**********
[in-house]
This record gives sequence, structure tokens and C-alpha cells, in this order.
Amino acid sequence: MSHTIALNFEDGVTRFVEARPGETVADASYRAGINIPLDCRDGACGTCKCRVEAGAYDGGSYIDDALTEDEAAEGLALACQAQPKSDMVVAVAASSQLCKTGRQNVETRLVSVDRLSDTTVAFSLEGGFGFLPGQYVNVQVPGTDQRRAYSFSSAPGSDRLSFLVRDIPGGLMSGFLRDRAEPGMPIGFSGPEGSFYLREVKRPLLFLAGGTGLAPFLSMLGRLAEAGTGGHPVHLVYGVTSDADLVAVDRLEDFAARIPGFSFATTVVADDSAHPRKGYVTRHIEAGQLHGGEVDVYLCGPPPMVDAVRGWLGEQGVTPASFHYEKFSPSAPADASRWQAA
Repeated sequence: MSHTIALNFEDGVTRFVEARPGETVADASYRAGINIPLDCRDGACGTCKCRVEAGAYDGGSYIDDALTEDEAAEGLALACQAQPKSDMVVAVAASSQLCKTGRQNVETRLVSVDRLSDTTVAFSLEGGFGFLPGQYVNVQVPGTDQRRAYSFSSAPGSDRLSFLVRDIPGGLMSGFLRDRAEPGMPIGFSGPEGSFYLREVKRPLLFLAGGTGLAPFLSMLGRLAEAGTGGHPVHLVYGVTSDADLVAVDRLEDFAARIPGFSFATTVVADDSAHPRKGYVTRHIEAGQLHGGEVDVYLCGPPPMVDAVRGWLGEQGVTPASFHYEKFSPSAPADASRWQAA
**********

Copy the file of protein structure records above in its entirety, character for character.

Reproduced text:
[in-house]
This record gives sequence, structure tokens and C-alpha cells, in this order.
Amino acid sequence: MSHTIALNFEDGVTRFVEARPGETVADASYRAGINIPLDCRDGACGTCKCRVEAGAYDGGSYIDDALTEDEAAEGLALACQAQPKSDMVVAVAASSQLCKTGRQNVETRLVSVDRLSDTTVAFSLEGGFGFLPGQYVNVQVPGTDQRRAYSFSSAPGSDRLSFLVRDIPGGLMSGFLRDRAEPGMPIGFSGPEGSFYLREVKRPLLFLAGGTGLAPFLSMLGRLAEAGTGGHPVHLVYGVTSDADLVAVDRLEDFAARIPGFSFATTVVADDSAHPRKGYVTRHIEAGQLHGGEVDVYLCGPPPMVDAVRGWLGEQGVTPASFHYEKFSPSAPADASRWQAA
Repeated sequence: MSHTIALNFEDGVTRFVEARPGETVADASYRAGINIPLDCRDGACGTCKCRVEAGAYDGGSYIDDALTEDEAAEGLALACQAQPKSDMVVAVAASSQLCKTGRQNVETRLVSVDRLSDTTVAFSLEGGFGFLPGQYVNVQVPGTDQRRAYSFSSAPGSDRLSFLVRDIPGGLMSGFLRDRAEPGMPIGFSGPEGSFYLREVKRPLLFLAGGTGLAPFLSMLGRLAEAGTGGHPVHLVYGVTSDADLVAVDRLEDFAARIPGFSFATTVVADDSAHPRKGYVTRHIEAGQLHGGEVDVYLCGPPPMVDAVRGWLGEQGVTPASFHYEKFSPSAPADASRWQAA